Viewing Topic: Crime & JusticeView All
Granito: How to Nail a Dictator

by Pamela Yates, Peter Kinoy, and Paco de Onís

Discover how a 26-year-old documentary became vital forensic evidence in the trial of a dictator for human-rights abuses.

Women and Girls Lead, POV

Granny D Goes to Washington

by Alidra Solday and Janet Cole

What happens when an 89-year-old idealist decides to walk across the country to demand that Washington lawmakers clean up their act?

The Great Invisible

by Margaret Brown

Crew members, families, fishermen, and others still haunted by the Deepwater Horizon explosion provide gripping first-hand accounts of their experience in a disaster that had tragic repercussions up and down the Gulf Coast and beyond.

Independent Lens

The Great Pink Scare

by Tug Yourgrau and Dan Miller

The little-known 1960 felony conviction of three gay Smith College professors marked the peak of sexual McCarthyism, pitting an individual’s right to privacy against national security claims.

Independent Lens

Guns & Mothers

by Thom Powers

Two mothers with opposing views on gun control expand the contentious debate to include women who fall on both sides of a historically male-dominated issue.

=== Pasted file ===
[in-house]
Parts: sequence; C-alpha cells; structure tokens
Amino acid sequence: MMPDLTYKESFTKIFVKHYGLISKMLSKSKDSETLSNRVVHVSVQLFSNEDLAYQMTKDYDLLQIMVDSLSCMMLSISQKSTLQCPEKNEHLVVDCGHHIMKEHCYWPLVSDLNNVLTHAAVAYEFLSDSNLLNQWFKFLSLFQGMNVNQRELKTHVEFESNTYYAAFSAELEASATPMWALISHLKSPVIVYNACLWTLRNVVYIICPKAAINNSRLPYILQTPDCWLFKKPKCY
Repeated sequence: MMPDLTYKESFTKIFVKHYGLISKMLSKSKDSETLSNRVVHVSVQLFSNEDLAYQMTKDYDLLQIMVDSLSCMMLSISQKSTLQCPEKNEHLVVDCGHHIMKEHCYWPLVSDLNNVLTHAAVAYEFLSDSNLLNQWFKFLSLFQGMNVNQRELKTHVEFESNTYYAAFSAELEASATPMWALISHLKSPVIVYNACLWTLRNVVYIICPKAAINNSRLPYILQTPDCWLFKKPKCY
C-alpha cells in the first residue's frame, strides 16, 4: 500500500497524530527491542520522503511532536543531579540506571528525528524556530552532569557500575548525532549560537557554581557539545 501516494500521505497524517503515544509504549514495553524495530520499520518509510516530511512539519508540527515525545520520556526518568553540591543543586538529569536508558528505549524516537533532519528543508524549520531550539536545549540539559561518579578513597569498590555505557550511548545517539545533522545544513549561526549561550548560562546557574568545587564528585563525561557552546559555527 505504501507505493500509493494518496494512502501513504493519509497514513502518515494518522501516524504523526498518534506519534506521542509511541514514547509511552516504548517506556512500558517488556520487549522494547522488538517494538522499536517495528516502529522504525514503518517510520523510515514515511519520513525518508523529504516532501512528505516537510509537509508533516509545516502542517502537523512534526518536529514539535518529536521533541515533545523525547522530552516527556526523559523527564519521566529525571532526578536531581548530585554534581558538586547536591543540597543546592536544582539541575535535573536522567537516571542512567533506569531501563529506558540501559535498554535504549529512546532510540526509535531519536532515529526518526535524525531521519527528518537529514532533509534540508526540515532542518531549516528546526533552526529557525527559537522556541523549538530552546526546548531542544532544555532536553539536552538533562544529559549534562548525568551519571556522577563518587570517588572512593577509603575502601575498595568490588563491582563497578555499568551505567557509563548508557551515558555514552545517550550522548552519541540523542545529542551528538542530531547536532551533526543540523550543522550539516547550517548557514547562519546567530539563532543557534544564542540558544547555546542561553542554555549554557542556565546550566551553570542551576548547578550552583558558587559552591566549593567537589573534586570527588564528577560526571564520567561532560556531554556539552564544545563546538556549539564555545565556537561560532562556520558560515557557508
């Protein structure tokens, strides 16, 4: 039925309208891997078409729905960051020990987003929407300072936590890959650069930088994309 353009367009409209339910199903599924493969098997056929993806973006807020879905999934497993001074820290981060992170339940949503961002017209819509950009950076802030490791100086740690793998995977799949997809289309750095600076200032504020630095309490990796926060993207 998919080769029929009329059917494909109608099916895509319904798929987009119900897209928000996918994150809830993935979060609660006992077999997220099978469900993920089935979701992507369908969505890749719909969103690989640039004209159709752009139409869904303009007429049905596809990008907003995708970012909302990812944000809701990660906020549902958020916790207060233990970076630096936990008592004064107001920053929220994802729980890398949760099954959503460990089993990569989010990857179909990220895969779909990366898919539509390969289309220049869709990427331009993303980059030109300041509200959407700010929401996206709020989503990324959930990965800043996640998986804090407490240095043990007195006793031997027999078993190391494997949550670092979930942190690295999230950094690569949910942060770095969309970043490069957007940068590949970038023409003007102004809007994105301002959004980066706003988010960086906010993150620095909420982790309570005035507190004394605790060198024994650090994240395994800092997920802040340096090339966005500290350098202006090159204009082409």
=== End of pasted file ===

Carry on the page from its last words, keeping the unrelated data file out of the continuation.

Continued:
Independent Lens

Hard Road Home

by Macky Alston

Hard Road Home follows two former felons in different stages of life on the outside.

Independent Lens

A Hard Straight

by Goro Toshima

A gang member, a hustler, and a small-time dealer discover that walking out the prison gates is just the beginning in this intimate film on the experience of doing time and trying to go straight.

Independent Lens

Holding On: A Love Story from the Street

by John Baynard

The story of a homeless couple’s five-year struggle to stay together — on and off the street.

The House I Live In

by Eugene Jarecki

From director Eugene Jarecki (Why We Fight) comes an unflinching look at how the War on Drugs has disproportionately disenfranchised, incarcerated, and impoverished African Americans.

Independent Lens

I Will Be Murdered

by Justin Webster

In May 2009, Rodrigo Rosenberg, a wealthy Guatemalan lawyer, went cycling, knowing he would be killed. He left behind a video accusing the president of his murder. When uploaded to YouTube, it almost brought the government down.

Global Voices, Global Perspectives Collection

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